STEREO GUIDE Verdict
+ a complete home theater at a moderate price
+ 3D sound thanks to Dolby Atmos and discrete rear speakers
+ powerful subwoofer for special effects full of boom
+ automatic room calibration at the touch of a button
+ Airplay 2 and Chromecast
+ 4 HDMI ports including eARC
+ Rears can also be used as Bluetooth speakers
- Bass reproduction could use a bit more contour and precision
- Music reproduction in the voice range somewhat sober
- no analogue inputs
Sound: Tonal balance / Transparency8.5
Sound: Bass / Dynamics9.3
Sound: Spatial imaging9.4
Ease-of-use / Connectivity9.6
With the new JBL Bar 1300, the US manufacturer known to a wider audience primarily for Bluetooth speakers we reviewed like the Boombox 3 enters the business of high-end soundbars. And there is something special about that concept which we had the previlige to review: For 1500 bucks, you not only get a soundbar with channel-discrete Dolby Atmos. JBL´s own channel count is culminating to a staggering 11.1.4 channels – that means four indirectly radiating immersive channels alone. The JBL soundbar in a solid metal inclusore, also comes with a wireless subwoofer and two battery-powered rear speakers included.
You can set them up at the side or behind the listening position without wires, when an extended movie night calls for some serious surround sound. During daytime, they can then attach them to the left and right of the main soundbar for recharging. Pretty strong magnets hold them securely in position. However, you then also need an impressive 1.37 meters of space under your TV. However, anyone who owns a 65-incher should be able to place the flat sound bar loosely in front of it on the corresponding base or hang it on the wall underneath.
What this flexible concept is actually offering
However, the little wireless speakers are not only adding some surround sound: They might also serve as stand-alone Bluetooth speakers. Very practical as a small music solution for the kitchen, bathroom and garden, where they can also be recharged via USB without having to be docked to the soundbar. This reduces the width of the Bar 1300 by almost 40 centimeters. Their batteries last up to 12 hours, which is a very decent value considering the size.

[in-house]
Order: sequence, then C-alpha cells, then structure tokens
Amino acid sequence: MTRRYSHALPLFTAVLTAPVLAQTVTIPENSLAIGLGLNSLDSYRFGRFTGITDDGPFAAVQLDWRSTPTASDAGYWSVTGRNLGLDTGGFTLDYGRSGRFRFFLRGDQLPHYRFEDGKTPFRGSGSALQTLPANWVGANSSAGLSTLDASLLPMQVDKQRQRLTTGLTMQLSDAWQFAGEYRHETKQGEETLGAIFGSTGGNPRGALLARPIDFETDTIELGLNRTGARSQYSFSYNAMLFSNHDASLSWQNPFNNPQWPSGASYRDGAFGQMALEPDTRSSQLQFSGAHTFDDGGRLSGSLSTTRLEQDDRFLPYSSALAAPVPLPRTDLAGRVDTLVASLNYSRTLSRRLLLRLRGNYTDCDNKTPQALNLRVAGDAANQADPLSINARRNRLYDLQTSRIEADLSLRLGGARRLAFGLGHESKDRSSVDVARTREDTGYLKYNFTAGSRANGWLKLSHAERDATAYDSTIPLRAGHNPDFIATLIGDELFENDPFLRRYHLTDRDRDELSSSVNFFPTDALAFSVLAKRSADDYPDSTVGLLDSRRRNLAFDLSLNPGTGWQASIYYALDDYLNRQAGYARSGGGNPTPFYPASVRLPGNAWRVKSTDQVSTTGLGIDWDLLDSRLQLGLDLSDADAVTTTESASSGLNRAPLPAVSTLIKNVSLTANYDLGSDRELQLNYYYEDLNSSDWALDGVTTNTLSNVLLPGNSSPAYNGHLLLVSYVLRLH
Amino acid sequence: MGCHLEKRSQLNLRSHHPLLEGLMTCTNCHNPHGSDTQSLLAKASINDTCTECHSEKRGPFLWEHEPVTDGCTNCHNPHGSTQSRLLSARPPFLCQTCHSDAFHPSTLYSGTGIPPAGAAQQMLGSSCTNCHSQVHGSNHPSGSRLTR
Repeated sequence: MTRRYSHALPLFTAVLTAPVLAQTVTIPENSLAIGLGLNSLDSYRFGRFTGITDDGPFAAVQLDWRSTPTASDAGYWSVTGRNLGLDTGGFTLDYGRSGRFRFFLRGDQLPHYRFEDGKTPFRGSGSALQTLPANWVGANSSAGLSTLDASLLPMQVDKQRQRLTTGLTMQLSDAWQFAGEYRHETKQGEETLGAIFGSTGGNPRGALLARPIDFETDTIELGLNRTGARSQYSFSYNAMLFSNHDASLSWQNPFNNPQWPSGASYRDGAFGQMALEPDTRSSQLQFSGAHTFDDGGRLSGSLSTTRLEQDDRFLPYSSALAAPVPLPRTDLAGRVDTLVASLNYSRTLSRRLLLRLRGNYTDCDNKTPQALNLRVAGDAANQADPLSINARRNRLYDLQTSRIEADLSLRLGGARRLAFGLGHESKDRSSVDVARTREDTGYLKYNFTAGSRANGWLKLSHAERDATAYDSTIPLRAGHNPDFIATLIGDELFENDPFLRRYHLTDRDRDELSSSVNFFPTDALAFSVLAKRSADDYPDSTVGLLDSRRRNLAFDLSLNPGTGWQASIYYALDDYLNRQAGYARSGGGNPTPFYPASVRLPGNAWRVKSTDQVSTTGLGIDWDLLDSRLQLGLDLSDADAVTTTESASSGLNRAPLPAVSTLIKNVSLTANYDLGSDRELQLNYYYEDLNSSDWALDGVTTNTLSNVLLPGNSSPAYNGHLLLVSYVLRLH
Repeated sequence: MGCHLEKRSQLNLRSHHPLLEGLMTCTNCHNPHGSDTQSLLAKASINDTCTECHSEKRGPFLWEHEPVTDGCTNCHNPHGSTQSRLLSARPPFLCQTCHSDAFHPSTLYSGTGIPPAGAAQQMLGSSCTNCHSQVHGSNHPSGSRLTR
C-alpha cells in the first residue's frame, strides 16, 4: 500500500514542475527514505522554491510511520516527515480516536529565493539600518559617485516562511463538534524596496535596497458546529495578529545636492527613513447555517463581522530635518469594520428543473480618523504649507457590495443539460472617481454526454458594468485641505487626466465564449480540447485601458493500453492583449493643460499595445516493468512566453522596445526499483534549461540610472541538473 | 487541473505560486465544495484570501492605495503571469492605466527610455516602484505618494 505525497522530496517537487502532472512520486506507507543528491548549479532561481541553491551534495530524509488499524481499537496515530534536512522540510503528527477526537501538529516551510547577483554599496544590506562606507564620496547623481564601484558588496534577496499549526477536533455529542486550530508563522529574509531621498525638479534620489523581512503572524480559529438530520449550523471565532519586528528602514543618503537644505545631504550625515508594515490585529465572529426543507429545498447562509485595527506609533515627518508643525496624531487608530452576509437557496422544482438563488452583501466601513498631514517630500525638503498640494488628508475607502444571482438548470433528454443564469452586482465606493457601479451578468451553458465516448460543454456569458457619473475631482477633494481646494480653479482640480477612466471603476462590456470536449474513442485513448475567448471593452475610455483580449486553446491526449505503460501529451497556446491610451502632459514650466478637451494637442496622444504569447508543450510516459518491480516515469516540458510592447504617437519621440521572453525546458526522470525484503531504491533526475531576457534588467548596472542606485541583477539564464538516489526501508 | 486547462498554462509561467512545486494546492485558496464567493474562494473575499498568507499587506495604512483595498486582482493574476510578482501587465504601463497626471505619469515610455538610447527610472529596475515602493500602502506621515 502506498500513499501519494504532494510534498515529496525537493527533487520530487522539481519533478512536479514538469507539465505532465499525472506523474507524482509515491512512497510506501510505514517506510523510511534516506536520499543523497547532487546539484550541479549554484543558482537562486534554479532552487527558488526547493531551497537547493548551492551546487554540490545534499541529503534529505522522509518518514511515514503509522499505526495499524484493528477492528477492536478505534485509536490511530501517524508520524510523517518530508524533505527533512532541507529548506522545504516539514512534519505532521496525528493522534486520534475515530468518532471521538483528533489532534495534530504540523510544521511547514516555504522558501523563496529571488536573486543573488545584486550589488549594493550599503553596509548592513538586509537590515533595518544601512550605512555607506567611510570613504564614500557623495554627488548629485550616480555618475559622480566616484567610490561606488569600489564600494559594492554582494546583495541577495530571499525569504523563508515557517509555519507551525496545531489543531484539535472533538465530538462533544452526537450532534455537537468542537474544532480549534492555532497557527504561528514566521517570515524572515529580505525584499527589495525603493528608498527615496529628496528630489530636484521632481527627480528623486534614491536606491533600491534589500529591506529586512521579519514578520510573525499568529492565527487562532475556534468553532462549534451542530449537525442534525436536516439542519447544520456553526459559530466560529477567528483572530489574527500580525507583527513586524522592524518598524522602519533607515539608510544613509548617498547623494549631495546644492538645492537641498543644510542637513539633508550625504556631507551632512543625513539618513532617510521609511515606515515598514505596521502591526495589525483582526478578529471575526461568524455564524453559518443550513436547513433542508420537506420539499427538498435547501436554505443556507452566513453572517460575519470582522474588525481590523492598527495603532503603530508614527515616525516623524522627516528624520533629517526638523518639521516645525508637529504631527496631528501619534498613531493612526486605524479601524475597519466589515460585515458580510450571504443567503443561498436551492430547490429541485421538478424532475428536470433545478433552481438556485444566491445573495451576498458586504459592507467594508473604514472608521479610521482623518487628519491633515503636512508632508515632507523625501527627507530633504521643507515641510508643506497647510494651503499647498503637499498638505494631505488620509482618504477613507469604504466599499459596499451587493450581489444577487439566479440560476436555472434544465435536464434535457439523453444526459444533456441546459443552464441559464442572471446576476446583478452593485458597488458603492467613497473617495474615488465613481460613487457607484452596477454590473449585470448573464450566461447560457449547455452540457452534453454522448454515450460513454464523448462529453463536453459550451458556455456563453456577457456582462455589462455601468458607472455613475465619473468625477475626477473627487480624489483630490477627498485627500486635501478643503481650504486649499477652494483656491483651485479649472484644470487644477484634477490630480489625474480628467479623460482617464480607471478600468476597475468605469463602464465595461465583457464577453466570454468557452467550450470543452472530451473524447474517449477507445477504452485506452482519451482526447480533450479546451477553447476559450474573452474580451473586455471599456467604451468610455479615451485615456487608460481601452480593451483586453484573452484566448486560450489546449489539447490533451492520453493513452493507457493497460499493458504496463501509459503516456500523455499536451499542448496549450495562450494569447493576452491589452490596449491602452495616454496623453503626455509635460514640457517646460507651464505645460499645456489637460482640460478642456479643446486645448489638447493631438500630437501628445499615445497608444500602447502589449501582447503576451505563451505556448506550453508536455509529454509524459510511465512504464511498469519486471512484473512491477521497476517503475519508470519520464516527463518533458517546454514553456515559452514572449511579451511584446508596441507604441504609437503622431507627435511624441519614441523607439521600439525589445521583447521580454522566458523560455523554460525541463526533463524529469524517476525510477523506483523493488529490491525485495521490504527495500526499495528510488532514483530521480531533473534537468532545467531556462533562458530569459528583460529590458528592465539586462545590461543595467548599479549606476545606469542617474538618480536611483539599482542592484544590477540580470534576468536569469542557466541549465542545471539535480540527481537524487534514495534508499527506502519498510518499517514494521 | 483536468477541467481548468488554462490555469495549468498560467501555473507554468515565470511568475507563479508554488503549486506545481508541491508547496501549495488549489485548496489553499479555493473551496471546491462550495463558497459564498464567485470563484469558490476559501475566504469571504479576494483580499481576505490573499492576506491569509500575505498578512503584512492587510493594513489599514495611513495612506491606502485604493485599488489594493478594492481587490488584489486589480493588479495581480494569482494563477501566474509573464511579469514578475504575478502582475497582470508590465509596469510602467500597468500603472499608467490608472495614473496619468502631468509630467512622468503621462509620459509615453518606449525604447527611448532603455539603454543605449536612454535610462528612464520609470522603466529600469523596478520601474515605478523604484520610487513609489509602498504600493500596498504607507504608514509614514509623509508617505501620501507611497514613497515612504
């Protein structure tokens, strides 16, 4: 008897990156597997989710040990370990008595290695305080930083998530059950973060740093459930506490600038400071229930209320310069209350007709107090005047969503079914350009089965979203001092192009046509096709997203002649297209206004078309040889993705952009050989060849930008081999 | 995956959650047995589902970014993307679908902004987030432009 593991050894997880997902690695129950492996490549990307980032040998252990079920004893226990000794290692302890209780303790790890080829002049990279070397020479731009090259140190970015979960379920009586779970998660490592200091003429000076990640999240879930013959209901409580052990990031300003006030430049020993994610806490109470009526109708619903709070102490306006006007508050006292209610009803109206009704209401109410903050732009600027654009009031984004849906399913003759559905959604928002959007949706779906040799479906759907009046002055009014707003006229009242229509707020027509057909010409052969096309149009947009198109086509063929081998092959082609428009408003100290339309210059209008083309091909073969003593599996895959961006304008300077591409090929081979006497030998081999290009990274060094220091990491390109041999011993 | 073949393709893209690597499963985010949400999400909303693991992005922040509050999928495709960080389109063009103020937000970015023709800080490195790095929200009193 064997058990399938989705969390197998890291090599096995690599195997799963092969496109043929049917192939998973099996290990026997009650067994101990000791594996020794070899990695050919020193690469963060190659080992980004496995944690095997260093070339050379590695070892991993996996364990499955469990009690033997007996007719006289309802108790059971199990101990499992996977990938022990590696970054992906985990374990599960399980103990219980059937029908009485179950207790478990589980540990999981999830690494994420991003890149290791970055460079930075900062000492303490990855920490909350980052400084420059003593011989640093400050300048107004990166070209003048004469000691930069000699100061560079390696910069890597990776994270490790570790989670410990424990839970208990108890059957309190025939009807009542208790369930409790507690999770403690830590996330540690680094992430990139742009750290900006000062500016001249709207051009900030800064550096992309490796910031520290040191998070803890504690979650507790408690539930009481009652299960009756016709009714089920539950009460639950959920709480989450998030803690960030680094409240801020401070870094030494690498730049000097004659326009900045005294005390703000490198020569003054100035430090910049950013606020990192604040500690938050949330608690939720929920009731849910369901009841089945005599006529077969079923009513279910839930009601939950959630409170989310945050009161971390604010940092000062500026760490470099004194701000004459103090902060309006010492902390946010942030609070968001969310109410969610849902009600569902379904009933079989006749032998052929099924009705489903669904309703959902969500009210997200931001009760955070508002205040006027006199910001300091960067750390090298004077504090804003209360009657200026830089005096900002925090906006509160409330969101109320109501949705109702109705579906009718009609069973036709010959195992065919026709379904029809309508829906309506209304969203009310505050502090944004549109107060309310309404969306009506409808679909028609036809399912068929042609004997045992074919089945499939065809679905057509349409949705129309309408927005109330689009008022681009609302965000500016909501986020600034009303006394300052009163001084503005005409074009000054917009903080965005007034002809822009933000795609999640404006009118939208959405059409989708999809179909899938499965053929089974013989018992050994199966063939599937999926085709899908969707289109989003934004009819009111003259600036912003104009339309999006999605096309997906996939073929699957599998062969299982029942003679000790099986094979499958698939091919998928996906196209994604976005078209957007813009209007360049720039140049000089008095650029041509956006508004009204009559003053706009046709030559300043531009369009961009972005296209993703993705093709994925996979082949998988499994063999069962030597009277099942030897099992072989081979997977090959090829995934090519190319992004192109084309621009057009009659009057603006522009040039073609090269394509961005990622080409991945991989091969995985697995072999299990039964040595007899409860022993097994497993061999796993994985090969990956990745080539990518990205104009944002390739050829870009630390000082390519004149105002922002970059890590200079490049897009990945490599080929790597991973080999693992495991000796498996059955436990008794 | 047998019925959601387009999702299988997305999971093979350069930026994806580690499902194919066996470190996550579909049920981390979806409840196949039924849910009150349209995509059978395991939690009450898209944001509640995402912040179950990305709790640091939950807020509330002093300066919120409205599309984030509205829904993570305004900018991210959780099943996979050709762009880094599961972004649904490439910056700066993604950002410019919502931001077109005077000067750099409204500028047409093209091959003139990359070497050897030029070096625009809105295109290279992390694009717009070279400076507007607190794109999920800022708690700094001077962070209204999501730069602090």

It should be noted that both side speakers work as a standalone Bluetooth system, so you have two of them along with rudimentary controls. Or you can pair them to form a wireless stereo system. We are impressed! The open ends of the remaining soundbar can be closed with magnetically fixed cover caps.
If you leave the rear speakers connected to the Bar 1300 in Dolby Atmos mode, each one is reproducing two channels: the surround effects plus immersive effects. For the former, there is a full 2-way combination of oval woofer plus tweeter, for immersive, indirect soundwaves we found a the full-range cone driver. In addition, there is a rectangular passive compound driver for deeper bass during stand-alone operation.
Lots of speakers plus 1,170 watts
The main part of the soundbar is similarly equipped, but it uses four discrete up-firing full-range drivers that are coming in pairs, further enhancing the directional effect towards the ceiling. The most important sonic events from the front are routed as the three main channels Left, Center and Right to an armada of oval “Racetrack” drivers plus three tweeters.